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Get Ready For Disruption

Low-cost RFID is a disruptive technology that will have a profound impact on the market and established tag makers. Mark Roberti explains why.
By Mark Roberti
Jun 24, 2002June 24, 2002 - In last week's column, the Great RFID Divide, I talked about the chasm that exists between companies like Wal-Mart that are aggressively pursuing low-cost RFID and vendors who want to sell proprietary tags for 50 cents or more. I mentioned at the end of that piece that it is inevitable that startups will bridge the gap. Now, let me take a shot at explaining why.

In an article in the June issue of MIT's Technology Review, Clayton M. Christensen, a professor at Harvard Business School and the author of The Innovator's Dilemma, identifies variables that can help determine the potential for success of new innovations. He suggests that disruptive technologies succeed more often than innovations that improve upon the existing products of established players (think of Preston Tucker and his attempt to build a better car).

One test of whether a technology is a disruptive technology, according to Christensen is: "Does the innovation target customers at the low end of a market who don't need all the functionality of current products? And does the business model enable the disruptive inventor to earn attractive returns at discount prices unattractive to the incumbents?"

Christensen probably wasn't thinking about a 5 cent RFID tag carrying only an electronic product code versus a tag that costs $1 and has 384 bits of memory and read-write capability. But he might as well have been.

Low-cost RFID is a disruptive technology. And it is coming, probably sooner than most people think. I don't know if Alien Technology will be the company that disrupts the market, or whether the Auto-ID Center will pull off its audacious vision to get everyone to track products using a universal network based on open standards.

But I'm sure of one thing: The Auto-ID Center has already succeeded in one crucial way. It has shown startups that there is a massive market for low-cost RFID tags and readers if the startups can develop the technology. And the startups are responding. I've talked to several over the past few weeks, and we'll be covering their efforts regularly. The startups understand that there are more than 20 end-user companies at the Auto-ID that want to buy some 500 billion low-cost tags per year. If you could make a 1 cent profit on every 100 tags you sell, that's still $500 million a year.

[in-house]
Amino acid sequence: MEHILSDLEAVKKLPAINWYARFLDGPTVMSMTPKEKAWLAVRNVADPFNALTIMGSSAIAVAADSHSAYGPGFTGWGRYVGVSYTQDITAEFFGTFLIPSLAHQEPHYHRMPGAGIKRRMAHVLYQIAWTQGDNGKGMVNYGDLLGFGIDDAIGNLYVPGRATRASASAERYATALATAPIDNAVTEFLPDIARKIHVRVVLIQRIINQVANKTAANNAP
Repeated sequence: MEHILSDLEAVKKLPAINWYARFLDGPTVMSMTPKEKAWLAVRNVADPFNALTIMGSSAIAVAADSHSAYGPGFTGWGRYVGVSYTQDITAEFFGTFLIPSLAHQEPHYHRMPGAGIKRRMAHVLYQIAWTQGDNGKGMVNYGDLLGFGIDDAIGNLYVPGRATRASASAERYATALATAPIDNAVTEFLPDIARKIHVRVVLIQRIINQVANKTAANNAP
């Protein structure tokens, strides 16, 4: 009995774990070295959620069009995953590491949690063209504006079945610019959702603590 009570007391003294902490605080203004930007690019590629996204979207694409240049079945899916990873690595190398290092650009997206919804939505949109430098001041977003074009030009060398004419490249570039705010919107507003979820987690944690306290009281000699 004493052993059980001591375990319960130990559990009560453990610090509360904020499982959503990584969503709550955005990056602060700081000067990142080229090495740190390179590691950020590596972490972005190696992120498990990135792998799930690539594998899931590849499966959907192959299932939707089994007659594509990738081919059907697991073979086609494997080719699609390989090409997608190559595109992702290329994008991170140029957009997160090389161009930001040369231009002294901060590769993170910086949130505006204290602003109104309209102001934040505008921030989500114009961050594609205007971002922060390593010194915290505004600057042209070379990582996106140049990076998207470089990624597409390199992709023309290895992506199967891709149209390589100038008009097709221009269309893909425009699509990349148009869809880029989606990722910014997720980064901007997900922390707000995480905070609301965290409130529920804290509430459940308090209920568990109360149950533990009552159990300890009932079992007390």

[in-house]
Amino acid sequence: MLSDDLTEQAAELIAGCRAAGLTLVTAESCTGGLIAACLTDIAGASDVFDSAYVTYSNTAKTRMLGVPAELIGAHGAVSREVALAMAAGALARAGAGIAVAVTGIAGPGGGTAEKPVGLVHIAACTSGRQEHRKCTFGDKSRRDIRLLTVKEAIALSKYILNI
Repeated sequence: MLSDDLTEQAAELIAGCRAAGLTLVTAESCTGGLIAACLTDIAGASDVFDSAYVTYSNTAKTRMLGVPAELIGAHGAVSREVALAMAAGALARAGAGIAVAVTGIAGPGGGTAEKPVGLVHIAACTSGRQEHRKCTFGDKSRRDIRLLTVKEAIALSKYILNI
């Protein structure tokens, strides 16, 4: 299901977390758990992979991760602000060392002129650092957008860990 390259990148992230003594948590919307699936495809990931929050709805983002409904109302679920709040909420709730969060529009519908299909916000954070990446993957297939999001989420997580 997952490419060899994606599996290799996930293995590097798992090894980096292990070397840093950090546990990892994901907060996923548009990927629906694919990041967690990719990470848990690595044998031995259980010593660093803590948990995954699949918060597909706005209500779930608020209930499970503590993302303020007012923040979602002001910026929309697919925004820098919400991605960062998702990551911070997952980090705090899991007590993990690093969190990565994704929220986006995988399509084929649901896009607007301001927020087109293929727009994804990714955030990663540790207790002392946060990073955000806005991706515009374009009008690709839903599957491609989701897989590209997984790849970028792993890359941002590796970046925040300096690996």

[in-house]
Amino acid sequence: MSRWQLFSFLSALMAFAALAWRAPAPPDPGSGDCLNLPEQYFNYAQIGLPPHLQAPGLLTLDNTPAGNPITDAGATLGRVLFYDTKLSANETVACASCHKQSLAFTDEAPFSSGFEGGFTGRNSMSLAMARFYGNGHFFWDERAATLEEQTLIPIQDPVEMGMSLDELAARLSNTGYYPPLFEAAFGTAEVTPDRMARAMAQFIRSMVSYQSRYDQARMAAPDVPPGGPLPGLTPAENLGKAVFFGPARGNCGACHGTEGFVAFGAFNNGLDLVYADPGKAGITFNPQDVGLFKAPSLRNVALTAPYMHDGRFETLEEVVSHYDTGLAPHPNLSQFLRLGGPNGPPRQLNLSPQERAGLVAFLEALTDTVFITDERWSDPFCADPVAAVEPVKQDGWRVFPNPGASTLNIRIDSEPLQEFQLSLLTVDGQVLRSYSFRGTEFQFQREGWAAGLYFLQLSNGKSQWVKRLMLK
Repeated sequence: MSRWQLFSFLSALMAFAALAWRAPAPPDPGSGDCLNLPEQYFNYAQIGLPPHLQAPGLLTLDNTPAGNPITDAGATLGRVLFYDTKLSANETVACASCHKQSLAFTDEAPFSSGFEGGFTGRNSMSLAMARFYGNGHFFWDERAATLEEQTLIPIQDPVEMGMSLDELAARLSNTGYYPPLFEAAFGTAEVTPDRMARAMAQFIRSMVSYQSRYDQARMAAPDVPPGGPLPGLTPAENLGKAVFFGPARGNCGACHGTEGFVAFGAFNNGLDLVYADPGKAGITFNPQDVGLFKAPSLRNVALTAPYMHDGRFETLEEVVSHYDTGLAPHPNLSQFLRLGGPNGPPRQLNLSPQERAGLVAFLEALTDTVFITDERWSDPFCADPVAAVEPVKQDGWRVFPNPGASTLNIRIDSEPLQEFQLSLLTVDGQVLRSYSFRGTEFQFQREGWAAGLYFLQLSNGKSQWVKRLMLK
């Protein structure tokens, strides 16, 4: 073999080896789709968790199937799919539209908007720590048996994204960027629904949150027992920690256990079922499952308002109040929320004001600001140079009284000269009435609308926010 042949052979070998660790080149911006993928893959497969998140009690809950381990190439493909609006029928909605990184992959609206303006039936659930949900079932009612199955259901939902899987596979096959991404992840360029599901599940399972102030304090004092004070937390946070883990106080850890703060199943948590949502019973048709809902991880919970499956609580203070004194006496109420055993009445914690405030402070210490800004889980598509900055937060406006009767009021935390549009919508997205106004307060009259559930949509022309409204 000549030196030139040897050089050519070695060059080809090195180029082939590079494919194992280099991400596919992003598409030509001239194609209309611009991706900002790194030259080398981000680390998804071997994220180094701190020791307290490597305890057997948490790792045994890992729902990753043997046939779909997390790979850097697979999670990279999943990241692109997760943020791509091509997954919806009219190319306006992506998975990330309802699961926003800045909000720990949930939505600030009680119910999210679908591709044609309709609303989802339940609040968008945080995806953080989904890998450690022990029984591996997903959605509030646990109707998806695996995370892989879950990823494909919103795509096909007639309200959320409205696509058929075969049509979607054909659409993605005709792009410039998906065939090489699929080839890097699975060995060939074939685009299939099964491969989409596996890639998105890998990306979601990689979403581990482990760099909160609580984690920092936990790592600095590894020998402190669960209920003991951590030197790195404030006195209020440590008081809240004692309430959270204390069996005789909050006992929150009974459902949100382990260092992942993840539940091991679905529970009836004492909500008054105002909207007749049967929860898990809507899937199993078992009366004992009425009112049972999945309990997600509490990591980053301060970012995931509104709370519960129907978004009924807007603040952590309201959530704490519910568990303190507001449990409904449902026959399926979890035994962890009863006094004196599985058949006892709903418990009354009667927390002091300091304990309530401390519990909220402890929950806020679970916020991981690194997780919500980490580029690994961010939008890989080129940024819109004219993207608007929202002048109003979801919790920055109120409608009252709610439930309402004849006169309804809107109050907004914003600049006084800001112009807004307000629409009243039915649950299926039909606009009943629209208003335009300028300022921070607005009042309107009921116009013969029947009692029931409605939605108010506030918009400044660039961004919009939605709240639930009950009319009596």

Why don't the incumbent technology producers go after this market? You can read Christensen's article for the full story (http://www.technologyreview.com/articles/christensen0602.asp). But I'll try to explain his main point here. He says the incumbents are often well run. They continue to innovate and develop new and better products based on their original technology. We see that today. Companies like Philips, which has produced the first chips that will work with the emerging G-Tag standard, and Texas Instruments are doing marvelous things.

But below the surface, there are dozens of companies that are working to produce low-cost alternatives that are inferior to the existing products. They are inferior in the sense that they won't hold as much data, or won't have sophisticated encryption schemes. But they will be so cheap that they will address a market that the incumbents don't want to address or can't address profitably.

One reason people often dismiss low-cost RFID is because they don't see many of the big players doing it. But that shouldn't be a surprise. Look at the Internet revolution. It wasn't Microsoft that created the first browser. It was a kid named Marc Andreesson. Although Bill Gates later wrote a book called "The Road Ahead," it took him a ridiculously long time to see the importance of the Internet.

And look at GE Information Services, now GE Global Exchange Services. The company runs the largest electronic data interchange network on earth, an expensive proprietary system companies use to share data. Did it see the potential of the inferior (that is, less reliable) Internet? It thought companies would never send important data over the Internet because it was less reliable and less secure. Now the company is struggling to come up with a strategy for protecting its revenue base and its "superior" technology.

The aim of RFID Journal is not to sides with either the startups or the incumbents. In fact, we should probably be hailing the products of the established players who can afford to advertise. But the aim of this venture is not to make millions by pleasing potential advertisers. The aim is to provide insights for readers who need to understand both the benefits RFID technology available today and how RFID is evolving. If we do that well, perhaps we can get enough subscribers to survive at the low-end of the market, where the incumbent publishers can't or won't touch us.

Mark Roberti is the Editor of RFID Journal. If you would like to comment on this article or submit your own, send e-mail to mroberti@rfidjournal.com.
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